The IOE’s director reflects on the past five years as he prepares to move on.
Tom Stoppard has the right line: in Rosencrantz and Guildenstern Are Dead, his sideways look at Hamlet, one of the hapless courtiers urges the other to ‘look on every exit as an entrance somewhere else’. It’s now five years since I was appointed Director of the IOE – five years in which the landscape of education policy in England has been transformed in every direction. Five years ago, there was no pupil premium, and so no pupil premium toolkit, indeed, no Education Endowment Foundation. There were no teaching schools, there was no EBacc; there were just a few hundred academies, all sponsor-led. GCSEs were largely modular in form. There was no baseline assessment and no phonics screening check. University fees were capped at £3,000 and student numbers centrally controlled. In five years, all this has altered with the most radical of changes in curriculum, assessment, school structures and accountabilities.
It has been an exceptional privilege to lead the IOE through this period. The Institute is a hybrid: simultaneously researching education and being thoroughly engaged in it. In my view, that’s what makes it so interesting and effective. It has been rewarding to see the IOE become more research engaged with schools, build relationships with Teaching School Alliances, lead the National College Research and Development Programme for Teaching Schools, and collaborate closely with the Education Endowment Foundation as well as with so many other stakeholders. It’s been fabulous to see applied research centres including the Centre for Holocaust Education and the Centre for Research in Autism and Education become so influential. The IOE blog has been established as a highly respected, but responsive and relevant source of education expertise, with trenchant and stimulating views from genuinely world-leading academics. As IOE Director I have been fortunate enough to serve on the Academies Commission, capturing the impact of the wholesale academisation of the school system, and then on the Commission on a College of Teaching – now bearing fruit in the development of the College.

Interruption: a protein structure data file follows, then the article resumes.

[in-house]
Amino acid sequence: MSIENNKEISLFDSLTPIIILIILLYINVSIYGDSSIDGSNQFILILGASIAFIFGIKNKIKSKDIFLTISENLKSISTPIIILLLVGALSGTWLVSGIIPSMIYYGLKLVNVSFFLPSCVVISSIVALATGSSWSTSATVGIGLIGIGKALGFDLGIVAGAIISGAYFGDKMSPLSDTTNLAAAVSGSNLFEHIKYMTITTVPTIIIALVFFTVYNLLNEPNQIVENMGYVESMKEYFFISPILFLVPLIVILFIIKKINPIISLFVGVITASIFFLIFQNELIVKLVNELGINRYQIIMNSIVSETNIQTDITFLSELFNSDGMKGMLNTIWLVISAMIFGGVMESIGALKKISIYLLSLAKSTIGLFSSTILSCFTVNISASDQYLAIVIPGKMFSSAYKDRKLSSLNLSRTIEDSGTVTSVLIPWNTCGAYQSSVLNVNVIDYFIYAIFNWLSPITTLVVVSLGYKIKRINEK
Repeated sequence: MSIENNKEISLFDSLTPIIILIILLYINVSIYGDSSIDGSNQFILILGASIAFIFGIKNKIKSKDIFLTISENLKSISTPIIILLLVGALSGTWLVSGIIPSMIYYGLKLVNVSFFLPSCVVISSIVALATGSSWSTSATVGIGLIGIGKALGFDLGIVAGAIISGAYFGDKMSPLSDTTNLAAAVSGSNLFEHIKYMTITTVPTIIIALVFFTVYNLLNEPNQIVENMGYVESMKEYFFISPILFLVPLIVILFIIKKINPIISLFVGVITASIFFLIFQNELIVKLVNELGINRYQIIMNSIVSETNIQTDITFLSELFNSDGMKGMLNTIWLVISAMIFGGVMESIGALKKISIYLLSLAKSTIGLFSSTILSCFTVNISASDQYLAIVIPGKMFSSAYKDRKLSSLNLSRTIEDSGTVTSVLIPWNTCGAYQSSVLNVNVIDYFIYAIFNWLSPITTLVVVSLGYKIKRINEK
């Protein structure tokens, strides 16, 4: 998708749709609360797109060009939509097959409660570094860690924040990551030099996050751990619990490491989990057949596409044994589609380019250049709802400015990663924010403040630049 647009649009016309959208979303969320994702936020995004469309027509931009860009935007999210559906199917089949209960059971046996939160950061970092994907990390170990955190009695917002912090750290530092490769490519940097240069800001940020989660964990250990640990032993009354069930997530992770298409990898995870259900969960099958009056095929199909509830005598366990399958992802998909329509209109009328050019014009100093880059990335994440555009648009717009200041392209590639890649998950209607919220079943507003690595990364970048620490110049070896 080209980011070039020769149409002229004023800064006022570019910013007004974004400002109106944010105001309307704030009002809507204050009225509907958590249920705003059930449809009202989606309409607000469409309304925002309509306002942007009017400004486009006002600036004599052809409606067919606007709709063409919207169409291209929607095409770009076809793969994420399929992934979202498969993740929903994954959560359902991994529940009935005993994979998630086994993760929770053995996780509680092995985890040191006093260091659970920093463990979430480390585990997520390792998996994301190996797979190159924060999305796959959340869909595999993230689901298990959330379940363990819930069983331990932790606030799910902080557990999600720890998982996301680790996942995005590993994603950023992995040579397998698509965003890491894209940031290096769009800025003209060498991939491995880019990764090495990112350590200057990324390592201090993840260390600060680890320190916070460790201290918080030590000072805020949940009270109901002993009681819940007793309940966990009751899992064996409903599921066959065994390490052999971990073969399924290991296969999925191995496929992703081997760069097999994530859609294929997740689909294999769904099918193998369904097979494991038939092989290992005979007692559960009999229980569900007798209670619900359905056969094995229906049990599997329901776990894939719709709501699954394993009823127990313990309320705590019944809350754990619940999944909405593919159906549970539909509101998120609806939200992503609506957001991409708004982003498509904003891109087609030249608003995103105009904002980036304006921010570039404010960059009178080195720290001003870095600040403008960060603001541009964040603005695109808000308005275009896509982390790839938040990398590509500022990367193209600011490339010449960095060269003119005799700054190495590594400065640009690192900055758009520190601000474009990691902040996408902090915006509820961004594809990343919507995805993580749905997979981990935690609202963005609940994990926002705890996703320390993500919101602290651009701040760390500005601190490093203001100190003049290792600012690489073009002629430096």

And throughout this time, the IOE has been exceptionally responsive to the changes it has described: adapting our masters provision to reflect the changing nature of CPD in schools, developing our initial teacher education provision to respond to School Direct, working closely with Teach First to expand and develop the reach of that programme, extending our consultancy work to support change and development, growing the range and influence of the IOE Press, leading the London Festival of Education. It’s the liveliest, most innovative and most challenging of institutions, never afraid to do what universities must always do – to speak truth unto power, however unpalatable power may find the truth.
And all these changes have been taking place against the background of much deeper changes in education, including the pedagogic tsunami of changing technologies: the IOE’s first MOOC, in 2014 was genuinely innovative, providing a tool for primary teachers across the world to develop thinking about learning design. There have been others too – the ‘knowledge turn’ in curriculum, so ably presaged by the thinking of IOE curriculum theorists such as Michael Young and David Scott; the continuing fixation on international comparisons, brilliantly mapped in an IOE project on curriculum models in high performing jurisdictions, led by Tina Isaacs; the global focus on teaching and learning, analysed by the OECD TALIS programme, led in the UK by an IOE team; the globalization of higher education, now being explored in a new ESRC research centre led by Simon Marginson. I could go on (and as some people point out, I often do). Leading the IOE has been like curating a fabulous, if frenetic, education museum. It was fantastic to be ranked first in the world for education by QS in 2014, and beyond expectations to be ranked in the same position in 2015. Finally, the long-term future of the IOE as a world leader has been secured through merger with UCL in December 2014.
But now I am moving on. I have accepted a new job, as Vice Chancellor of Sheffield Hallam University, which I’ll take up in 2016. It’s a different sort challenge, in a different part of the country, but a university with an enviable record in creating opportunity and securing success. Making a decision to leave a job you love, and a team which works well, is always difficult; the choice between the challenges you know and the ones which may be coming is a difficult one. We can all leave too soon, just as we can all out-stay our welcome. I’m sure that the time is right for me to seek a new challenge, which is not to say that I won’t miss my fantastic colleagues and the amazing work they do in this most vibrant of cities. But the world is changing again, and each of us needs to work out where we can make the most significant contribution. Sheffield Hallam is one of the country’s biggest universities with almost 35,000 students, and I am genuinely excited by the quite different challenges involved in leading a very large, comprehensive, urban university, and in finding ways to lead and enthuse my new colleagues.
Exit, but not, happily, pursued by a bear (The Winter’s Tale, I, 3).